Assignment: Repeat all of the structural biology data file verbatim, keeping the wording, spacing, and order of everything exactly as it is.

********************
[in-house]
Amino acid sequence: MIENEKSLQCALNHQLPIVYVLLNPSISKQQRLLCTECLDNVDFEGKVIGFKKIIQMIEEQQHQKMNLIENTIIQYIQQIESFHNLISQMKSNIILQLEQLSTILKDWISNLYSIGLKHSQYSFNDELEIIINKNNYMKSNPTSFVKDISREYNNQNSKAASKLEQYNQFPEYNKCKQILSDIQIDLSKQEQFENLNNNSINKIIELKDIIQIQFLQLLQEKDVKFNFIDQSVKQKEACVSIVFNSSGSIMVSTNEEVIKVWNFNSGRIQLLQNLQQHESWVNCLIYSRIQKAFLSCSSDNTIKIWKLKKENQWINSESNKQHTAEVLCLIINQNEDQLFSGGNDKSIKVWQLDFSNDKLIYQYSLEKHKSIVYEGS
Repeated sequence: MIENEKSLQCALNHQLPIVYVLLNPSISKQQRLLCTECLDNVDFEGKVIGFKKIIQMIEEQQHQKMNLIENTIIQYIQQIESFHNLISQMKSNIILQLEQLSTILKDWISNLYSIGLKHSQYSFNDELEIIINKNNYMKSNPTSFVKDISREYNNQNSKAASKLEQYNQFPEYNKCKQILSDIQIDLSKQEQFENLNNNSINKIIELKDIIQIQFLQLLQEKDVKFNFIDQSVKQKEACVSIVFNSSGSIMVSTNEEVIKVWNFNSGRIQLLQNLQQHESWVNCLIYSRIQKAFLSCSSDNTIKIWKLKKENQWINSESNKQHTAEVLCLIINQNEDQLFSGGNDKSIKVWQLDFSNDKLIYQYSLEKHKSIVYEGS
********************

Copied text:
[in-house]
Amino acid sequence: MIENEKSLQCALNHQLPIVYVLLNPSISKQQRLLCTECLDNVDFEGKVIGFKKIIQMIEEQQHQKMNLIENTIIQYIQQIESFHNLISQMKSNIILQLEQLSTILKDWISNLYSIGLKHSQYSFNDELEIIINKNNYMKSNPTSFVKDISREYNNQNSKAASKLEQYNQFPEYNKCKQILSDIQIDLSKQEQFENLNNNSINKIIELKDIIQIQFLQLLQEKDVKFNFIDQSVKQKEACVSIVFNSSGSIMVSTNEEVIKVWNFNSGRIQLLQNLQQHESWVNCLIYSRIQKAFLSCSSDNTIKIWKLKKENQWINSESNKQHTAEVLCLIINQNEDQLFSGGNDKSIKVWQLDFSNDKLIYQYSLEKHKSIVYEGS
Repeated sequence: MIENEKSLQCALNHQLPIVYVLLNPSISKQQRLLCTECLDNVDFEGKVIGFKKIIQMIEEQQHQKMNLIENTIIQYIQQIESFHNLISQMKSNIILQLEQLSTILKDWISNLYSIGLKHSQYSFNDELEIIINKNNYMKSNPTSFVKDISREYNNQNSKAASKLEQYNQFPEYNKCKQILSDIQIDLSKQEQFENLNNNSINKIIELKDIIQIQFLQLLQEKDVKFNFIDQSVKQKEACVSIVFNSSGSIMVSTNEEVIKVWNFNSGRIQLLQNLQQHESWVNCLIYSRIQKAFLSCSSDNTIKIWKLKKENQWINSESNKQHTAEVLCLIINQNEDQLFSGGNDKSIKVWQLDFSNDKLIYQYSLEKHKSIVYEGS